My First Content Management Application

I was having drinks with Cheryl McKinnon when she was in town a couple weeks ago when we started talking about DOCS Open. I used to work for Hummingbird before I ever saw Documentum, so it was a walk down memory lane for us (Cheryl arrived at Open Text through Hummingbird).

It got me thinking about people’s first Content Management application.  Like a first kiss, it always holds a special place in your heart.  So today I am going to reminisce about my first Content Management application…DOCS Open 3.5.x.

DOCS Open as a Platform

image These days, I seem to talk about using ECM as a platform quite a bit. There is a good reason.  Back in 1997, I was the Technical Lead for a project that was using DOCS Open 3.5.x as a document repository for office documents.  It wasn’t just a repository though. It was the backbone for a Correspondence Tracking system at the Secretary of the U.S. Air Force.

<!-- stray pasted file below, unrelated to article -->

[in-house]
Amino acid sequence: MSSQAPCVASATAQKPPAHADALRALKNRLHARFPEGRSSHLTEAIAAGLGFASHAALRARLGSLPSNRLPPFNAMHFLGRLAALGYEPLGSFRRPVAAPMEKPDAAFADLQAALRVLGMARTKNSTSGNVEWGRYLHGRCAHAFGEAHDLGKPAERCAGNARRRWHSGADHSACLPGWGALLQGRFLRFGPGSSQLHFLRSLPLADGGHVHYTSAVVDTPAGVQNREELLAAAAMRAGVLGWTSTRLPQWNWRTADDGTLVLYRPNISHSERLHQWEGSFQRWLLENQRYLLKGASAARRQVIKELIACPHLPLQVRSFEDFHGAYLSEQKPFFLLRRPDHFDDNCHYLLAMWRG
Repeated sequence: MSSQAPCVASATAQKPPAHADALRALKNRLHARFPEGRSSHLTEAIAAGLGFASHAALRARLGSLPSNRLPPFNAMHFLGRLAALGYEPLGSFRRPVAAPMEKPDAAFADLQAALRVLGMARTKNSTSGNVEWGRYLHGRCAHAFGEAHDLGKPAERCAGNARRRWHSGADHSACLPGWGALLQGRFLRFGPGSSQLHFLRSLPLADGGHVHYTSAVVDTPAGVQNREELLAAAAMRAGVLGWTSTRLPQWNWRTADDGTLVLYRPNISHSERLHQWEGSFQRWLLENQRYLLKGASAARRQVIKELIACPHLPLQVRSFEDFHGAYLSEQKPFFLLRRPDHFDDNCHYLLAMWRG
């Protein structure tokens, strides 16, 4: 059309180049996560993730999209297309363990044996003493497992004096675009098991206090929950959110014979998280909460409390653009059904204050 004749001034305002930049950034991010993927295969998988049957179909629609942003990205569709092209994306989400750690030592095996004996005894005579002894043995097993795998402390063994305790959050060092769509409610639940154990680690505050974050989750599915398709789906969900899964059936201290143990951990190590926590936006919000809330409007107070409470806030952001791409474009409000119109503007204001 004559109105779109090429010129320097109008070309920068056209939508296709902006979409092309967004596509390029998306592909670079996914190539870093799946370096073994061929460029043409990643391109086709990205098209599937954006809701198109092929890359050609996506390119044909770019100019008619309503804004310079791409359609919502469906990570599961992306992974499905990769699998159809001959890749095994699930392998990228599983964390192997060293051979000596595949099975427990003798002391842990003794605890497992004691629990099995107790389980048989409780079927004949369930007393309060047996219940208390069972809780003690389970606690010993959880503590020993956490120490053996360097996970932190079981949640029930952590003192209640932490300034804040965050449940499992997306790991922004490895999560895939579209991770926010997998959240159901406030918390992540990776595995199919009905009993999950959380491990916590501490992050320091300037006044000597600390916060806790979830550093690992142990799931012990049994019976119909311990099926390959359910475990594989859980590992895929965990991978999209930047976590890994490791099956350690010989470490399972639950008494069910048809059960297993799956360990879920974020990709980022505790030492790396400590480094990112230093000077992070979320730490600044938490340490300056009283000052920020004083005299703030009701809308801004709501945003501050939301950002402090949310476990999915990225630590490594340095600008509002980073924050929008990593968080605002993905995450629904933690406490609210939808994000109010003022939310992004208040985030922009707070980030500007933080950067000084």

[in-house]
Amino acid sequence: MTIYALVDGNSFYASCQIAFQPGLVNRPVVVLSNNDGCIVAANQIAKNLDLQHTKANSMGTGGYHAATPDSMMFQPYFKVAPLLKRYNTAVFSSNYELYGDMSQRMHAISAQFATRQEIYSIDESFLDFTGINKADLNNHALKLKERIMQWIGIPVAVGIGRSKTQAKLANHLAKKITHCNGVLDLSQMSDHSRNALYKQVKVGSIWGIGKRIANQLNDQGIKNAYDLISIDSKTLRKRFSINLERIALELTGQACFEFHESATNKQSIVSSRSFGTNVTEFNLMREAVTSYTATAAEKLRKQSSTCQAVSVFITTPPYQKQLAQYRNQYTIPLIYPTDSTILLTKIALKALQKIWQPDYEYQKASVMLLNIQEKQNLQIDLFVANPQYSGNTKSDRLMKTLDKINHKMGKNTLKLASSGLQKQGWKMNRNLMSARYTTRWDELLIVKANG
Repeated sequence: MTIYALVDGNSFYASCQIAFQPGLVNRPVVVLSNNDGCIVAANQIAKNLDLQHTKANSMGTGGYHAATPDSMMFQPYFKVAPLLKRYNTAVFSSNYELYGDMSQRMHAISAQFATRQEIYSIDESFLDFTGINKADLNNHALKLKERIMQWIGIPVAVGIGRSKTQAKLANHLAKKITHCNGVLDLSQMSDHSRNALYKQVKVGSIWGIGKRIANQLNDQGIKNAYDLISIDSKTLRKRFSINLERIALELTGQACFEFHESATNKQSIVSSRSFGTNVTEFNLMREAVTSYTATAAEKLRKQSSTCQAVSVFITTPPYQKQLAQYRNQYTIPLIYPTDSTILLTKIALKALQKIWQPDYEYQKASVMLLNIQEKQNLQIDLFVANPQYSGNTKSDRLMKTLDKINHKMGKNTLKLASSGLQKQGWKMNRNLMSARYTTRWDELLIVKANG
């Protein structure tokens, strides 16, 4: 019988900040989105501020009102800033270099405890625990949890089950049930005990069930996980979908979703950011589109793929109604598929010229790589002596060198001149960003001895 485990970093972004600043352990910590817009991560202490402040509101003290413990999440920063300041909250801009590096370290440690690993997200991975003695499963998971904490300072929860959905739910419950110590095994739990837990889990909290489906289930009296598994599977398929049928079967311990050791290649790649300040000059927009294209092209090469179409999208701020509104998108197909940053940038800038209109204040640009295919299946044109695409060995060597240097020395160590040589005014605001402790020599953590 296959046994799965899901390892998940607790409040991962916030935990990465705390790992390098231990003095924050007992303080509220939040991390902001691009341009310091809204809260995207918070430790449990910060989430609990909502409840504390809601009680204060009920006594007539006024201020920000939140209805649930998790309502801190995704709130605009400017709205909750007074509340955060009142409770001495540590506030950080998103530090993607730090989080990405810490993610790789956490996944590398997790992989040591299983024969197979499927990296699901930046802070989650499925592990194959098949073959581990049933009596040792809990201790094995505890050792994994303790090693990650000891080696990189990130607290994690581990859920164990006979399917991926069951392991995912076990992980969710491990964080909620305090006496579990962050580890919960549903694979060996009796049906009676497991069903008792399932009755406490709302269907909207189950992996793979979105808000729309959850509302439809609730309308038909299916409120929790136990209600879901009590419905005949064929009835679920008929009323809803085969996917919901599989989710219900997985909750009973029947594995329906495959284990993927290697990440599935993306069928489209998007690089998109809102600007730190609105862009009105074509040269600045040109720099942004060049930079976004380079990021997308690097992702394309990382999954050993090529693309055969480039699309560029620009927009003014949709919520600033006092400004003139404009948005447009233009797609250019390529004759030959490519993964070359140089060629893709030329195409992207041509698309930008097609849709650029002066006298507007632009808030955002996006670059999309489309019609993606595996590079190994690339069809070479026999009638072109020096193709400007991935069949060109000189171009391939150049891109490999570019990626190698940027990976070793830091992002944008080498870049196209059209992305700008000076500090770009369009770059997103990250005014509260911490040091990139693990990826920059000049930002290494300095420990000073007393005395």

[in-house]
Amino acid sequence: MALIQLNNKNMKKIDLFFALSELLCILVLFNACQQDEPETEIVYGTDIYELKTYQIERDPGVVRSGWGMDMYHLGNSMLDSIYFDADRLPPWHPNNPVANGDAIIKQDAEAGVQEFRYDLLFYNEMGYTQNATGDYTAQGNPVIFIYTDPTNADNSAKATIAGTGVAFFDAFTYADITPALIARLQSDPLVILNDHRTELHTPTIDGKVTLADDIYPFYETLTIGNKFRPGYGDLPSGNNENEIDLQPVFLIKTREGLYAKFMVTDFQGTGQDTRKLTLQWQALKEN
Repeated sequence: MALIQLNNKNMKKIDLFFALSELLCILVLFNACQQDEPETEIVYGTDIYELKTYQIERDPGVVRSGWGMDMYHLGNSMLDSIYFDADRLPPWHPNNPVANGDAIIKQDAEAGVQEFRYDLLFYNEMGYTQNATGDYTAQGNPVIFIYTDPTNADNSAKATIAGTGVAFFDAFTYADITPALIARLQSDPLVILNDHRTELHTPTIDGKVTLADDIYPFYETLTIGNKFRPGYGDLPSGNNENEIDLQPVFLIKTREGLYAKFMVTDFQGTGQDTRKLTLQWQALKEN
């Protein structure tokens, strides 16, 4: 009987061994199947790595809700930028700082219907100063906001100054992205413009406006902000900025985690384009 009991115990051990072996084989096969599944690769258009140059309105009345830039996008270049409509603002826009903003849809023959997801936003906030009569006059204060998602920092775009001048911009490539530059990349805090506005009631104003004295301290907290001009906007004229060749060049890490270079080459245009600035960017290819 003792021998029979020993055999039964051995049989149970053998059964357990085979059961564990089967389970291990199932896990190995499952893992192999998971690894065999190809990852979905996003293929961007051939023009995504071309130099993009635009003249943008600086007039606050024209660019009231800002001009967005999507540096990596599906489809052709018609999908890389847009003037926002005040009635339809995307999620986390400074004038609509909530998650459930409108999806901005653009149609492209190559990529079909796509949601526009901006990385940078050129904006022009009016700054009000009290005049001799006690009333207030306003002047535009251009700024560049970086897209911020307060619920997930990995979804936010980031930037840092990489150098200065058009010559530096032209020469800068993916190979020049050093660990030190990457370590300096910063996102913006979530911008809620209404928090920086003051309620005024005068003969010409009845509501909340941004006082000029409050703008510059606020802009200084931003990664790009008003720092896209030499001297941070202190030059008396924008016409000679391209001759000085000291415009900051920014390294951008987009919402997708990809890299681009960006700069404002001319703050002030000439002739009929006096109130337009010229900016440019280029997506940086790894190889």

Called SCATS, it started as an Access ’95 application integrated with DOCS Open.  Over time, the table were moved to SQL Server and the system was upgraded to Access ’97.  After that, we upgraded from DOCS Open 3.5.x to 3.7.x, giving us a 32-bit application (10 years later and my ECM system is still 32-bit).  The next step was to move the interface to Visual Basic.  The only problem there was the advent of the web.  The system owners wanted SCATS to become a web application.  That was a decision that was at least five years too early as the application was rich in functionality.

Through all of this, DOCS Open performed admirably.  DOCS Open was simple and it did what we asked.  I haven’t enjoyed such functional simplicity since I left DOCS Open.  With the upgrade to Office ’97, we were able to use ODMA (awesome). I then promptly had to write a macro to allow users to opt-out of saving to DOCS Open with a separate menu item.

I learned a lot of tricks back then, including some that I still use today.  It was a great time and I became a believer in how technology would allow us to change the way we worked.

Where I Went From There